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Here's How NASA Will Grab an Asteroid Using a Spiky Robot Gripper

Within the next five years, NASA is planning to launch a robotic spacecraft toward a small asteroid. Once there, the robot will find a small boulder lying on the surface of the asteroid, pick it up, and bring it back to Earth for us to have a look at. It’s an ambitious mission, and we’re only just starting to hear details about what’s going to be involved in getting all this to work.

Earlier this week, we stopped by NASA’s Goddard Space Flight Center in Greenbelt, Md., to check out some of the prototype hardware that’ll be grabbing a boulder off of an asteroid in the early 2020s.

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Fetch Robotics Secures Massive $20 Million Investment from SoftBank

Fetch Robotics, a robotics startup in Silicon Valley that didn’t exist a year ago, has just announced a staggering US $20 million Series A funding round led by SoftBank, along with additional funding from seed investors O’Reilly AlphaTech Ventures and Shasta Ventures.

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DURUS: SRI's Ultra-Efficient Walking Humanoid Robot

While disaster robots were making their way through the DARPA Robotics Challenge courses, over in the exhibit area outside, there was another competition taking place: an endurance challenge, also sponsored by DARPA, where robots from Sandia National Labs and SRI International slowly walked on treadmills with the goal of demonstrating how ultra-efficient they could be.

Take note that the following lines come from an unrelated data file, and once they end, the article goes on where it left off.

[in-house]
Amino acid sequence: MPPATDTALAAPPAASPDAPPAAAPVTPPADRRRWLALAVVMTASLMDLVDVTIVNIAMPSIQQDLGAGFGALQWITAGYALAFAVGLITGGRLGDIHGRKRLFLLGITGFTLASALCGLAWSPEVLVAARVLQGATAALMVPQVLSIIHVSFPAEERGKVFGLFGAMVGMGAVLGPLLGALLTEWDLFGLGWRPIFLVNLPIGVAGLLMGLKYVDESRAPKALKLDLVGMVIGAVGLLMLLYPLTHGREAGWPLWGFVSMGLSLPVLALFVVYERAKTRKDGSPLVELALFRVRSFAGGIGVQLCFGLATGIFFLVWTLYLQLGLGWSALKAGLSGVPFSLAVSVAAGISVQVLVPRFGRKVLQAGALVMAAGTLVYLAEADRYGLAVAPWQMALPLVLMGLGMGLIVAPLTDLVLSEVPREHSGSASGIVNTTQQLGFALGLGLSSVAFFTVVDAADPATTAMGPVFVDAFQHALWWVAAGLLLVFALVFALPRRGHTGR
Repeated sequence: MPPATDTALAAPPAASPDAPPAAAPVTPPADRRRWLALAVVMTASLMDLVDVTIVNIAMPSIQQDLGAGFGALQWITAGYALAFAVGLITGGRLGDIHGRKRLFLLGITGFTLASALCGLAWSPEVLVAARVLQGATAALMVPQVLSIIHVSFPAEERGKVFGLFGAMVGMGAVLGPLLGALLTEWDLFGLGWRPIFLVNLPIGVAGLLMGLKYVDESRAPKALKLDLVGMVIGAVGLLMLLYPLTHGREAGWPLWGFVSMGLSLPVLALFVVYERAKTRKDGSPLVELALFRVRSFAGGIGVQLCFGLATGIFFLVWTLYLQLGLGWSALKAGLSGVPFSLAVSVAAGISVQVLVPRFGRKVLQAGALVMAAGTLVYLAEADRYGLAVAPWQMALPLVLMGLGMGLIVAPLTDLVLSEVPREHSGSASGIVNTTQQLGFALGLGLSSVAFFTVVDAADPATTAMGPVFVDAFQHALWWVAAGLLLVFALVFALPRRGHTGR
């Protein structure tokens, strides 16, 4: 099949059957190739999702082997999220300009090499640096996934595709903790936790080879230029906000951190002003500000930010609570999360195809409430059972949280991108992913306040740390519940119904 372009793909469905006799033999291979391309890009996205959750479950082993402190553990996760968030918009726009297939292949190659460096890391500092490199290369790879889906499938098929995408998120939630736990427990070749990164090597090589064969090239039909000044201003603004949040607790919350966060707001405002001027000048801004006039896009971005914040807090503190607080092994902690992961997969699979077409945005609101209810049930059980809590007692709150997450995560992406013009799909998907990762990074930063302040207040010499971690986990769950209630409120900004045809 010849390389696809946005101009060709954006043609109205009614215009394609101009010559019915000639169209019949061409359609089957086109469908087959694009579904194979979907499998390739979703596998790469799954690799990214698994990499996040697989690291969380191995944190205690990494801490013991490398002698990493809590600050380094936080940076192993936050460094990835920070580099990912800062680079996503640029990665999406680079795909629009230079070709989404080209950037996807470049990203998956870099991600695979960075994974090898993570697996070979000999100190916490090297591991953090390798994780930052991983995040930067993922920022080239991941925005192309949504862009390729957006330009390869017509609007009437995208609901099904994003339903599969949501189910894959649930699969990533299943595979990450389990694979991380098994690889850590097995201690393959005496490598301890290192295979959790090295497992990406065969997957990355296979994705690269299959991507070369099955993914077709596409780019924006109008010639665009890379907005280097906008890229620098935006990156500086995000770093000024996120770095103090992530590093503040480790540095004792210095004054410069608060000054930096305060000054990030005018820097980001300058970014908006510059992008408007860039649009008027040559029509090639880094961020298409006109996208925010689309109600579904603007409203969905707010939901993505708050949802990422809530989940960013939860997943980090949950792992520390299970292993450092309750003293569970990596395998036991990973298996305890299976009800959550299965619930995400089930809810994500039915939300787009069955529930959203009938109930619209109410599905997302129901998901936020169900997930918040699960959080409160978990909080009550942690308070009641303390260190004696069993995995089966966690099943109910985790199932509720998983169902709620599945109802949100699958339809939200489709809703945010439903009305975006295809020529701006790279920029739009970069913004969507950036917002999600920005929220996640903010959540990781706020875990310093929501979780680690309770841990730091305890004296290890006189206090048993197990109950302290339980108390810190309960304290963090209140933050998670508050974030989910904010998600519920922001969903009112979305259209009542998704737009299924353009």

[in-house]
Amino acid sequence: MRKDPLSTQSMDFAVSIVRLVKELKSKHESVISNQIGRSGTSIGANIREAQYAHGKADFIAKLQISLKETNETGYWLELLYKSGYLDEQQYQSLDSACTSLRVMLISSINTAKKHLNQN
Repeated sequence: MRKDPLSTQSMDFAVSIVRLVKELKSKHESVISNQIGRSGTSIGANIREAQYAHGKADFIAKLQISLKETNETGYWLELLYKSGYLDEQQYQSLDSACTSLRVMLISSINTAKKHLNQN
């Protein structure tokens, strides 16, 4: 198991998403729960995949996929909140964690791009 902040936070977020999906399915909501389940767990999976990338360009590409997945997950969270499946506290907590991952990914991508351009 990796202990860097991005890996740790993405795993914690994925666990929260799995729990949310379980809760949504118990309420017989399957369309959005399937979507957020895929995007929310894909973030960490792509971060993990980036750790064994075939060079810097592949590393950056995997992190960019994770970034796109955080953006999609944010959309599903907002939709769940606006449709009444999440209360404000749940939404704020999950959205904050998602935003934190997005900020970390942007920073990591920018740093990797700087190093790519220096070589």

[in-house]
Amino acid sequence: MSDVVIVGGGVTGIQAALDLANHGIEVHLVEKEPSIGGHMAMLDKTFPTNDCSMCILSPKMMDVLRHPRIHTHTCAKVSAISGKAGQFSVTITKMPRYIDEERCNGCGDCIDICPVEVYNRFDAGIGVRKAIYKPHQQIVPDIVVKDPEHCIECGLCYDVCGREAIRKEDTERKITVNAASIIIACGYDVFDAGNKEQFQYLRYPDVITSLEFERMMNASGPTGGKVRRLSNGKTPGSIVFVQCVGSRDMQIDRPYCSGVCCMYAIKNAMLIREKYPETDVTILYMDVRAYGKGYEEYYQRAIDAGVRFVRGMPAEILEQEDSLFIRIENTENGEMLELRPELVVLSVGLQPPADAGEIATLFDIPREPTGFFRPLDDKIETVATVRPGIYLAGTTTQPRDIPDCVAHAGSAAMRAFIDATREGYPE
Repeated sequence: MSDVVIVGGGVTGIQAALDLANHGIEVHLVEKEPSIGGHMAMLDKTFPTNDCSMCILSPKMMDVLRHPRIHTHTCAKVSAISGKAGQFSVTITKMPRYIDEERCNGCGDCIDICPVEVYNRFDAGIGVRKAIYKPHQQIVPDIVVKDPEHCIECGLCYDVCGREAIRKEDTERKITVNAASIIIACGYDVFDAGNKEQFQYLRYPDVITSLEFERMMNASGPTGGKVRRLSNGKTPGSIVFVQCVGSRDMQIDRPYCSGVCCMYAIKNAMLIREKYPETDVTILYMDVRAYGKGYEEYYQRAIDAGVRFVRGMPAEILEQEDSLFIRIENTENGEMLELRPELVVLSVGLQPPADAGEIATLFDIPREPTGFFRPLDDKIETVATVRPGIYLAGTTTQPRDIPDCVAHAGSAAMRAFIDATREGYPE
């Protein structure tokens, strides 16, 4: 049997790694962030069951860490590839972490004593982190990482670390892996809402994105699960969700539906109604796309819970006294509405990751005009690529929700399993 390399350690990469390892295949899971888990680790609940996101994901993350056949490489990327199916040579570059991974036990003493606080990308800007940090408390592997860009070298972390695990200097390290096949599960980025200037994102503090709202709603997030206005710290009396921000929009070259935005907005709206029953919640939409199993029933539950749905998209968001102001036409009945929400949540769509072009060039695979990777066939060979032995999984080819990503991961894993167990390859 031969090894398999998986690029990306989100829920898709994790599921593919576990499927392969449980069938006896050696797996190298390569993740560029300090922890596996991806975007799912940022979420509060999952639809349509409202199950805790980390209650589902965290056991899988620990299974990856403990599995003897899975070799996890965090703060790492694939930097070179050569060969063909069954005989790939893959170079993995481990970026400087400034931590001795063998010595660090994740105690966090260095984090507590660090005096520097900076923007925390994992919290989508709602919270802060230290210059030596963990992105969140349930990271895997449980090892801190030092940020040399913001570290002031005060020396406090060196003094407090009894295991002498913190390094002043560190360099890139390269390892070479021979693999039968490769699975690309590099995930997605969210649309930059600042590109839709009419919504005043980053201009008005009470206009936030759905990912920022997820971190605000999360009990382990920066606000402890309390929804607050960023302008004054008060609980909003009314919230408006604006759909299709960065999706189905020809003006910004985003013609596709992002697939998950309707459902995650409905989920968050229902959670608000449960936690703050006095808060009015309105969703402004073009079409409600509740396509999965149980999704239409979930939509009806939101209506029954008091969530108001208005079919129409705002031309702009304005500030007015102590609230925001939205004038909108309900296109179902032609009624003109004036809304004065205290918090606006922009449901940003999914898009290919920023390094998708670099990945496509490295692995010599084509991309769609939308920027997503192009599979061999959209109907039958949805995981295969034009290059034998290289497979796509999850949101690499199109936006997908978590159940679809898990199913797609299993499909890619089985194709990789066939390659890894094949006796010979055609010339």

What does ultra-efficient mean in the context of walking robots? Think humanoid walking that’s 20 to 30 times more efficient than than Boston Dynamics’ ATLAS. A full size humanoid robot with that level of efficiency would able to operate for anywhere from 4 to 6 hours on a single charge.

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Robotic Tools Understand What You Want to Do, Help You Do It

The idea of robots that are “collaborative” is usually about robots that are safe for humans to work next to. Sometimes, a collaborative robot might assist a human by performing one step of a task while a human performs another step of the same task. What’s a bit more unusual are robots that are collaborative in that they work directly with a human, augmenting the abilities of that human with intelligence, not just strength.

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Video Friday: PR2 With Nailgun, Snake Bot Tango, and Robot vs Sword Master

Over the past few weeks, between ICRA and the DRC Finals, we’ve had enough incredible and exciting and amazing and stupendous robots to last us the rest of the summer. But of course, while we were focused on Seattle and Pomona, other cool robotics stuff was happening. We’re going to get you caught up on some of it today, in a post that we promise will have zero DARPA Robotics Challenge content, because after more than a dozen posts in like five days, we all need just a little bit of a break.

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DARPA Robotics Challenge: Amazing Moments, Lessons Learned, and What's Next